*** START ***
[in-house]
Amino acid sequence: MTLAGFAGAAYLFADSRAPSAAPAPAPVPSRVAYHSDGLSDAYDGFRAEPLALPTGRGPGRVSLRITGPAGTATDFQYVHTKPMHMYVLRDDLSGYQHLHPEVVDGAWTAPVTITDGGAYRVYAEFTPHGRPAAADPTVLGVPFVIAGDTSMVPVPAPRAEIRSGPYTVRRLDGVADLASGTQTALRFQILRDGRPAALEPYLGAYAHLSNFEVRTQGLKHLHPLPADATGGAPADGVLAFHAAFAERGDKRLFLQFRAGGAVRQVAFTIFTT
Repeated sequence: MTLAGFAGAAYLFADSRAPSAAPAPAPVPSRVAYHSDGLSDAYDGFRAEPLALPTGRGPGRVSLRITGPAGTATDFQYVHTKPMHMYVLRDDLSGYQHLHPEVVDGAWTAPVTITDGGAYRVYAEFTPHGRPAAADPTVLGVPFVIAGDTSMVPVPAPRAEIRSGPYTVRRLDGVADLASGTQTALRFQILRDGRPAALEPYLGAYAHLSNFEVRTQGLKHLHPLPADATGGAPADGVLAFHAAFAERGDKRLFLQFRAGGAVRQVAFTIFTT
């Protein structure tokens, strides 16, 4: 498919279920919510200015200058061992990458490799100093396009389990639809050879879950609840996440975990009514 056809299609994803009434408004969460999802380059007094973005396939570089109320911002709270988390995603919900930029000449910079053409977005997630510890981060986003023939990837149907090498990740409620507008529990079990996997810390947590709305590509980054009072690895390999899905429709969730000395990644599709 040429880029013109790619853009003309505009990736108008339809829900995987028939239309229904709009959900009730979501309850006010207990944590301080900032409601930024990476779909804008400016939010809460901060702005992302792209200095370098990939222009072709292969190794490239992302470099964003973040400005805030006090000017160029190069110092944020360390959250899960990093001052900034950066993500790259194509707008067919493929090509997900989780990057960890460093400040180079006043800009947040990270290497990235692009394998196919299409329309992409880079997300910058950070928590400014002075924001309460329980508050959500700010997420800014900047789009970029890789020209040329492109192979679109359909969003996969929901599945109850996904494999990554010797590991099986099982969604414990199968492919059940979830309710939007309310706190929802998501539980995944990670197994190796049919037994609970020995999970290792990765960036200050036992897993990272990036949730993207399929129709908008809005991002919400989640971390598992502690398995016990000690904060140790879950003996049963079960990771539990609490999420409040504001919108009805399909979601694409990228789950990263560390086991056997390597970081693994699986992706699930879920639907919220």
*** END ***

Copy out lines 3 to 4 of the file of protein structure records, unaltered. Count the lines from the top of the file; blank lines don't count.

Repeated sequence: MTLAGFAGAAYLFADSRAPSAAPAPAPVPSRVAYHSDGLSDAYDGFRAEPLALPTGRGPGRVSLRITGPAGTATDFQYVHTKPMHMYVLRDDLSGYQHLHPEVVDGAWTAPVTITDGGAYRVYAEFTPHGRPAAADPTVLGVPFVIAGDTSMVPVPAPRAEIRSGPYTVRRLDGVADLASGTQTALRFQILRDGRPAALEPYLGAYAHLSNFEVRTQGLKHLHPLPADATGGAPADGVLAFHAAFAERGDKRLFLQFRAGGAVRQVAFTIFTT
């Protein structure tokens, strides 16, 4: 498919279920919510200015200058061992990458490799100093396009389990639809050879879950609840996440975990009514 056809299609994803009434408004969460999802380059007094973005396939570089109320911002709270988390995603919900930029000449910079053409977005997630510890981060986003023939990837149907090498990740409620507008529990079990996997810390947590709305590509980054009072690895390999899905429709969730000395990644599709 040429880029013109790619853009003309505009990736108008339809829900995987028939239309229904709009959900009730979501309850006010207990944590301080900032409601930024990476779909804008400016939010809460901060702005992302792209200095370098990939222009072709292969190794490239992302470099964003973040400005805030006090000017160029190069110092944020360390959250899960990093001052900034950066993500790259194509707008067919493929090509997900989780990057960890460093400040180079006043800009947040990270290497990235692009394998196919299409329309992409880079997300910058950070928590400014002075924001309460329980508050959500700010997420800014900047789009970029890789020209040329492109192979679109359909969003996969929901599945109850996904494999990554010797590991099986099982969604414990199968492919059940979830309710939007309310706190929802998501539980995944990670197994190796049919037994609970020995999970290792990765960036200050036992897993990272990036949730993207399929129709908008809005991002919400989640971390598992502690398995016990000690904060140790879950003996049963079960990771539990609490999420409040504001919108009805399909979601694409990228789950990263560390086991056997390597970081693994699986992706699930879920639907919220």